Procedure

Participants were seated comfortably in a darkened sound-attenuated chamber. All stimuli were presented on a high-resolution monitor that was positioned at eye level 80–90 cm in front of the participant. The words were displayed in light-gray lowercase Arial 36 against a black background. Participants performed a grammatical decision task—they were instructed to press one of two keys (L and S) on a keyboard to indicate whether the sentence was grammatically correct or not. For half of the participants, the right key (L) was used to signal the “yes” response and the left key (S) was assigned the “no” response. For the remaining participants, the order was reversed. The sequence of events in each trial is described as follows: First, a fixation point (*) appeared in the center of the screen and remained there for 700 msec. This fixation point was followed by a blank screen interval of 300 msec, then the sentence was displayed word by word. Each word appeared for 300 msec and was followed by a 300-msec blank interval. At the end of the sentence, a question mark cue to respond was presented and remained there up to a maximum of 2000 msec or until the participant's response. The intertrial interval varied randomly between 1000 and 1500 msec. Participants were asked to avoid eye movements and blinks if possible during the interval starting from the fixation point until response was given and were instructed to favor accuracy over speed in their responses. A practice session of five trials was given. The sentences were presented in three blocks of approximately 14 minutes each, with two short rest breaks. The whole experiment lasted approximately 90 minutes, including set-up time.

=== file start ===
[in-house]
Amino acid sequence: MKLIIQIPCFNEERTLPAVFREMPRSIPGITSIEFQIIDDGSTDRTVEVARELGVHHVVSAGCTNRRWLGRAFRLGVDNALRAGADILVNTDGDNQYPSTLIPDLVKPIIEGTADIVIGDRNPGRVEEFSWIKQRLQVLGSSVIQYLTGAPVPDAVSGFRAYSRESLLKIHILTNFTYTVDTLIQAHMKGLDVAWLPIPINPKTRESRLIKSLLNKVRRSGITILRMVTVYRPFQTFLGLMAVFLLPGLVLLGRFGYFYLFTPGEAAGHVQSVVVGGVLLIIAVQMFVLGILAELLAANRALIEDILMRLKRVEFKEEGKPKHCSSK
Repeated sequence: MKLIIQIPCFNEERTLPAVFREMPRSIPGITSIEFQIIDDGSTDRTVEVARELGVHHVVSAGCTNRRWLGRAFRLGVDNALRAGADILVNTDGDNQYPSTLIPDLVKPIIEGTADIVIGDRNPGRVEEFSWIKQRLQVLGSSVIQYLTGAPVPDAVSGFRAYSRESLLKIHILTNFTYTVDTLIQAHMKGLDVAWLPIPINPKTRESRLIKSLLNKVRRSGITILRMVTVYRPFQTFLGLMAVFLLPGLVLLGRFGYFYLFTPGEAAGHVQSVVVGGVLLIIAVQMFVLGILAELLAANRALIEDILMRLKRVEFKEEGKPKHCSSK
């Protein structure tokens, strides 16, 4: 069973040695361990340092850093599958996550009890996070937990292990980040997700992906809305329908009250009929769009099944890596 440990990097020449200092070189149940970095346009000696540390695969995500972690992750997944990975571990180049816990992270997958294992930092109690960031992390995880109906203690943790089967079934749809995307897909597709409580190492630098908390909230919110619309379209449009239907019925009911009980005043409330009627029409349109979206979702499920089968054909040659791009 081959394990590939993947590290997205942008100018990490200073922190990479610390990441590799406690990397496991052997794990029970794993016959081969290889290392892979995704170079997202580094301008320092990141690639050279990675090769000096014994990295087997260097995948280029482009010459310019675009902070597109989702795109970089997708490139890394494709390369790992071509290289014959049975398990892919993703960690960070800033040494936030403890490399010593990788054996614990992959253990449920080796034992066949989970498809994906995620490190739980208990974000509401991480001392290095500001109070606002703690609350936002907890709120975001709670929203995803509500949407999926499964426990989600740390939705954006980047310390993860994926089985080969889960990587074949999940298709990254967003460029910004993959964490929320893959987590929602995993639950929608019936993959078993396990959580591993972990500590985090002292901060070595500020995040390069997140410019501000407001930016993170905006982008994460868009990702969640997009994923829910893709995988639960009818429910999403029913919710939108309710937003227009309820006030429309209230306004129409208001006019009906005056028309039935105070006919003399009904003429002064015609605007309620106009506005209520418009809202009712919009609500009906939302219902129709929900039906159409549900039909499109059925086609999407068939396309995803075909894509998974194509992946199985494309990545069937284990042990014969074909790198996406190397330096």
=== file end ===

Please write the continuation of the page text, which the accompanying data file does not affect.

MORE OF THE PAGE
EEG Recording and Analyses

Scalp voltages were collected from 58 Ag/AgCl electrodes that were mounted in an elastic cap (10-10 system; ElectroCap International, Eaton, OH). Figure 1 shows the schematic distribution of the recording sites. Linked earlobes were used as reference. Eye movements and blinks were monitored with six further electrodes providing bipolar recordings of the horizontal and vertical EOG. Interelectrode impedances were kept below 10 KΩ. EEG was filtered with an analogue band-pass filter of 0.01–100 Hz, and a digital 20-Hz low-pass filter was applied before analysis. The signals were sampled continuously throughout the experiment with a sampling rate of 250 Hz.

Figure 1. 

Schematic distribution of recording sites, indicating lateral and midline electrode groups.

Figure 1. 

Schematic distribution of recording sites, indicating lateral and midline electrode groups.

Epochs of the EEG corresponding to 1500 msec after word onset presentation were averaged and analyzed. Baseline correction was performed using the average EEG activity in the 200-msec preceding the onset of the target stimuli as a reference signal value. Following baseline correction, epochs with artifacts were rejected, and trials that were not responded to correctly were not included in the analysis. This resulted in the exclusion of approximately 17% of the trials. Separate ERPs were formed for each of the experimental conditions, each of the subjects, and each of the electrode sites. Nine ROIs were computed out of the 58 electrodes, each containing the mean of a group of electrodes. These regions were as follows (see electrode numbers in Figure 1): left anterior (F1, F3, F5, C1A, C3A, C5A), left medial (C1, C3, C5, C1P, C3P, TCP1), left posterior (P1, P3, P5, P1P, P3P, CB1), right anterior (F2, F4, F6, C2A, C2A, C2A), right medial (C2, C4, C6, C2P, C4P, TCP2), right posterior (P2, P4, P6, P2P, P4P, CB2), midline anterior (Fz, CZA), midline-medial (CZ,PZA), and midline posterior (PZ, PZP).